NEW YORK: Even as the United States continues to grapple with the trail of destruction left behind – and still continues to do so as of writing this story – by two ravaging hurricanes in less than three weeks, Americans marked the 16th anniversary of the deadly terrorist attacks on US soil on Sept 11, 2001.
The World Trade Centre, once the epitome beehive of financial and business enterprise, may have been flattened by the horrifying and tragic attacks of Sept 11, when hijacked planes crashed into the World Trade Centre, the Pentagon in Washington DC and a field near Shanksville, Pennsylvania, on that fateful day.
Each year, thousands come to pay their respect and offer prayers or simply stand still at the site, known as “ground zero”. This scene was also repeated on Monday – Sept 11 – when the nation paid homage to the victims of the two terrorist attacks at the World Trade Centre site.
Nearly a thousand people – relatives, friends and even foreign tourists – gathered on Monday at the site, with many holding pictures and carrying names of their beloved ones who perished in the two horrifying attacks carried out by terrorists 16 years ago.
The solemn occasion started with a moment of silence with bells chiming in the background, and relatives and others reading out names of the almost 3,000 victims killed in the deadliest terrorist attacks carried out on US soil.
One lady, who insisted on remaining anonymous and asked this correspondent to respect her privacy, told Bernama in a crackling voice that it was difficult for her to imagine that 16 years had already passed since she lost a relative whom she “parted from without having an opportunity to see him one final moment”.
Even as the annual Sept 11 commemoration is turning to be a ritual, many are using it as a means to reflect and pray that the world, fraught with violence and the perils of extremism, would witness a period of peace and harmony. “I hope this immense loss of human lives would force people to think of the uniqueness of our planet – that there is no other place for us to live, but here,” the lady said, overcome by emotions.
At the White House, President Donald Trump, who is from New York, commemorated the anniversary by observing a moment of silence with his wife Melania Trump. The service was held at 8.46am local time when the first plane crashed into one of the twin towers on Sept 11, 2001. This was Trump’s first Sept 11 anniversary as the US President.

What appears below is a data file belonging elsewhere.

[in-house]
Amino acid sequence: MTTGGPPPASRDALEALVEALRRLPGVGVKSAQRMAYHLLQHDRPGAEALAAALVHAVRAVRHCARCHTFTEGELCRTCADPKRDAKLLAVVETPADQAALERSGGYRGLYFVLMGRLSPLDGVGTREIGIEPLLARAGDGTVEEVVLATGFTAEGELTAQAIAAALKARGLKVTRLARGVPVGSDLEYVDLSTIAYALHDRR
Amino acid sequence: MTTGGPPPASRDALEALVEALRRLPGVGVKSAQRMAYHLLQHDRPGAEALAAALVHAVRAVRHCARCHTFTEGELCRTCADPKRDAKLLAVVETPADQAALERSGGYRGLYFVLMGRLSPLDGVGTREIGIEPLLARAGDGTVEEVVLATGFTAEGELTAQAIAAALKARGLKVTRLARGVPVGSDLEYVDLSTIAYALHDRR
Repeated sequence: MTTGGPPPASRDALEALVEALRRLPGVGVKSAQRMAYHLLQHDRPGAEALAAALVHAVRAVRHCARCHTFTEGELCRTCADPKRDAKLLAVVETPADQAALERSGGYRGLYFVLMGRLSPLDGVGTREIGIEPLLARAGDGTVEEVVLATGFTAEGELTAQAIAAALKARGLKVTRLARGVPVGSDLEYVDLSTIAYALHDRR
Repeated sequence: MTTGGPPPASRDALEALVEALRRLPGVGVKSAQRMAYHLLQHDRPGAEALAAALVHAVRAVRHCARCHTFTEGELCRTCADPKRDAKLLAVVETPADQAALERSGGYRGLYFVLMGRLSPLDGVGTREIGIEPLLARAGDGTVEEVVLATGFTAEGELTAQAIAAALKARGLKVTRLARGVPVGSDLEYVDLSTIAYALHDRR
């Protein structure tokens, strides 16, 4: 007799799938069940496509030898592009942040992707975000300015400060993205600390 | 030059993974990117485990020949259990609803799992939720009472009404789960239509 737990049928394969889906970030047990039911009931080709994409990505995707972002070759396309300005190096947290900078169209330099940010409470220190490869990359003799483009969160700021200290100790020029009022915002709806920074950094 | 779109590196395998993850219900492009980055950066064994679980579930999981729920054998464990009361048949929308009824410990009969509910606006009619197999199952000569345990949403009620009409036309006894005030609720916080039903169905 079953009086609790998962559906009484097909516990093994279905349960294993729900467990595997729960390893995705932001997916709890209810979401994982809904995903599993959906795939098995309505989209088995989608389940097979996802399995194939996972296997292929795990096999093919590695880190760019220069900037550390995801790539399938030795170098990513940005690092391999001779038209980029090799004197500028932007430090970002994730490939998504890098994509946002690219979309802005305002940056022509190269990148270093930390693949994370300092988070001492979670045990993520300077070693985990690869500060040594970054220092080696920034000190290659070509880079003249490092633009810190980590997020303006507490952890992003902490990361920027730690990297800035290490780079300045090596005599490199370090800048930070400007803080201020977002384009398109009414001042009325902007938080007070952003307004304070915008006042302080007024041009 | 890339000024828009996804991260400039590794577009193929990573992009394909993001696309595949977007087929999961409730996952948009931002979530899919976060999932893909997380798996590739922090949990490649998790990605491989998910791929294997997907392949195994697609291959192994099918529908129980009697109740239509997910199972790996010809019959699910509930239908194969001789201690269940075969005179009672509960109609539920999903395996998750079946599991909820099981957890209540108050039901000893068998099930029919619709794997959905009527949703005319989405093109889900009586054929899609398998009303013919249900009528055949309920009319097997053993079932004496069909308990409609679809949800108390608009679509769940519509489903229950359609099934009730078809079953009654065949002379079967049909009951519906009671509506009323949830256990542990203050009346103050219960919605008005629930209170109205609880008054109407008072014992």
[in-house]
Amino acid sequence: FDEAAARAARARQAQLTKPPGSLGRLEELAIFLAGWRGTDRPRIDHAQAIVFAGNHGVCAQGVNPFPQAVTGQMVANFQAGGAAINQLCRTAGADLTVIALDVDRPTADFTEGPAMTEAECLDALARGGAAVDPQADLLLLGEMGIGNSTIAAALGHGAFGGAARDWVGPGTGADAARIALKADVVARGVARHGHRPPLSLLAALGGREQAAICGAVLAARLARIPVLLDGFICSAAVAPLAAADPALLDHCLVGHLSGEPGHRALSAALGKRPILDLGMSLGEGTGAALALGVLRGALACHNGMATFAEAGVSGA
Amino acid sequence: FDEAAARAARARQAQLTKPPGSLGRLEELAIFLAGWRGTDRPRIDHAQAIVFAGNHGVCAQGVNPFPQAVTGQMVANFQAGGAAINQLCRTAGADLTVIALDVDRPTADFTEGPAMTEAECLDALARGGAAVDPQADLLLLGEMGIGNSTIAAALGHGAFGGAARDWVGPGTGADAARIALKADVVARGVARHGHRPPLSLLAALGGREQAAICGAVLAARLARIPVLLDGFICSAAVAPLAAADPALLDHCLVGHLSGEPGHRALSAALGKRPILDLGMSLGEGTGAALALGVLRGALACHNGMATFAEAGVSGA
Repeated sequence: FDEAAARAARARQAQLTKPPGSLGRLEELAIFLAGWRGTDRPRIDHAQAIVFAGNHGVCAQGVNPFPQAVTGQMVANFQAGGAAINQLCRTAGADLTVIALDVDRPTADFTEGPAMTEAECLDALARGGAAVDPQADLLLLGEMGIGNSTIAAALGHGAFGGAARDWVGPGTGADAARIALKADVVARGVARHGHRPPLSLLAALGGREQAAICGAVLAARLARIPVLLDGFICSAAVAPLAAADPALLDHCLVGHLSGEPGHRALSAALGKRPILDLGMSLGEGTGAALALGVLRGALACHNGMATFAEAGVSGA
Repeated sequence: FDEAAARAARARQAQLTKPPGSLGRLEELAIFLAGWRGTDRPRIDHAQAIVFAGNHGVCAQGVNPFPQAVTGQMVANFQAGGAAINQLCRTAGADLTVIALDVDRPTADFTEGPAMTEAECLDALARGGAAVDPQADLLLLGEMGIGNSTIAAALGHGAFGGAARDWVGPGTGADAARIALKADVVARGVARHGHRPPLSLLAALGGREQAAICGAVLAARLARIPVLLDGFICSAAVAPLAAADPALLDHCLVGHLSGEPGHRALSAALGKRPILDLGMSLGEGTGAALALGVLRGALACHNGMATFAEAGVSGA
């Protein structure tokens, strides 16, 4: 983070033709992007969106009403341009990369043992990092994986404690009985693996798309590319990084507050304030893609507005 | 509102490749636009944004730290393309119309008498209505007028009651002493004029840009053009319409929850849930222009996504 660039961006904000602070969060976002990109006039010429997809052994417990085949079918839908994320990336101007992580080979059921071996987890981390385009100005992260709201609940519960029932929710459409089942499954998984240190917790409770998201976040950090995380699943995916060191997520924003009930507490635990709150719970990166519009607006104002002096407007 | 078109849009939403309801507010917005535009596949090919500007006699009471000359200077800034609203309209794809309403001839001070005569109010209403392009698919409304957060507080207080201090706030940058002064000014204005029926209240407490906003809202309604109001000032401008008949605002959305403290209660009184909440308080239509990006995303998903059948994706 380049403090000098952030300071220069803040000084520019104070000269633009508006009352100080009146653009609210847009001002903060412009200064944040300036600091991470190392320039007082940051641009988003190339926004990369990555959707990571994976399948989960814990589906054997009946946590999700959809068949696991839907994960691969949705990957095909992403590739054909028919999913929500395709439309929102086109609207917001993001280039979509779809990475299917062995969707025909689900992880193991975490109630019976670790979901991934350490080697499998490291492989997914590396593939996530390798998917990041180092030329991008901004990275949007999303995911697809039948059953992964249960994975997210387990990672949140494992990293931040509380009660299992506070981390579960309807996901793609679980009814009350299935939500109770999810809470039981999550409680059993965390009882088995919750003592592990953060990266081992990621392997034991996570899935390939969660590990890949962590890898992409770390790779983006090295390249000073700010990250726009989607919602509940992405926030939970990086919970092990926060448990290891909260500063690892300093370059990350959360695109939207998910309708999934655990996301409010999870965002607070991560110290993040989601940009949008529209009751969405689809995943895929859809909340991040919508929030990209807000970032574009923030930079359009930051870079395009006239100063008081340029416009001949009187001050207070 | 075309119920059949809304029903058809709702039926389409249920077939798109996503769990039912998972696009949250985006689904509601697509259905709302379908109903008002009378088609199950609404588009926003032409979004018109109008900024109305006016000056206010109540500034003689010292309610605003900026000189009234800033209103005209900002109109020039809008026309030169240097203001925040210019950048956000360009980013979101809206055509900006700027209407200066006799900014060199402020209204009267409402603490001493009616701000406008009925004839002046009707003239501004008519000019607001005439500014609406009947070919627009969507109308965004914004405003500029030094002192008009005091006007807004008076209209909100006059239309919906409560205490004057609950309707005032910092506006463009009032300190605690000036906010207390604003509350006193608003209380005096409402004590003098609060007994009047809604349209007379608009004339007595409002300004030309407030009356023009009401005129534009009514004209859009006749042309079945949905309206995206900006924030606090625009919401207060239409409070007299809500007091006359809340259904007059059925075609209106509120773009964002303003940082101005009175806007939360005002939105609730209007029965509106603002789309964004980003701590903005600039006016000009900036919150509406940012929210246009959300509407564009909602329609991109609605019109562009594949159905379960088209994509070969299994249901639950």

Both the President and the first lady also participated in another ceremony at the Pentagon; Defence Secretary Jim Mattis and Joseph Dunford, the chairman of the joint chiefs of staff, were present at the ceremony held Monday morning for the relatives of the victims. This was followed by a wreath-laying ceremony and brief speeches.
A ceremony was also held at the memorial near the Shanksville site where a hijacked plane crashed as passengers tried to overcome the terrorists who had hijacked the plane. Vice-President Mike Pence attended this ceremony.
Nevertheless, the somber mood at the memorial service at “ground zero’ in downtown New York contrasted sharply with the resilience and the ability of New Yorkers to bounce back. This was abundantly evident from the usual sights of office workers rushing to their place of work, small shopkeepers inviting customers to buy their merchandise or food cart vendors selling coffee and bagels to the people working in the neighbourhood.
The resilience is further evident as reconstruction work continues at full steam. A Greek Orthodox Church, which was destroyed when one of the trade centre buildings collapsed, is expected to open in 2018, according to tentative plans announced.
The US Secretary of State, Rex Tillerson, issued a statement, copy of which was sent to this correspondent, to mark the 16th anniversary of the Sept 11 terror attacks.
“Today we remember the victims of the terrorist attack of Sept 11, 2001, and honor the heroes who valiantly saved many lives that day, even sacrificing their own. Their courage on that day remains an example of the character of the American people in the face of evil. Though our country was wounded that day, today we remind the world that terrorism will never defeat the United States.
“This date also marks a solemn tragedy where four Americans, including two of our State Department colleagues, were killed in a terrorist attack in Benghazi, Libya. Their loss will always weigh heavy in our hearts.
“Our hearts and prayers are with those who have lost loved ones to terrorism. We remain committed to stopping those extremists who plot, enable, and carry out attacks on the innocent,” Tillerson said. – Bernama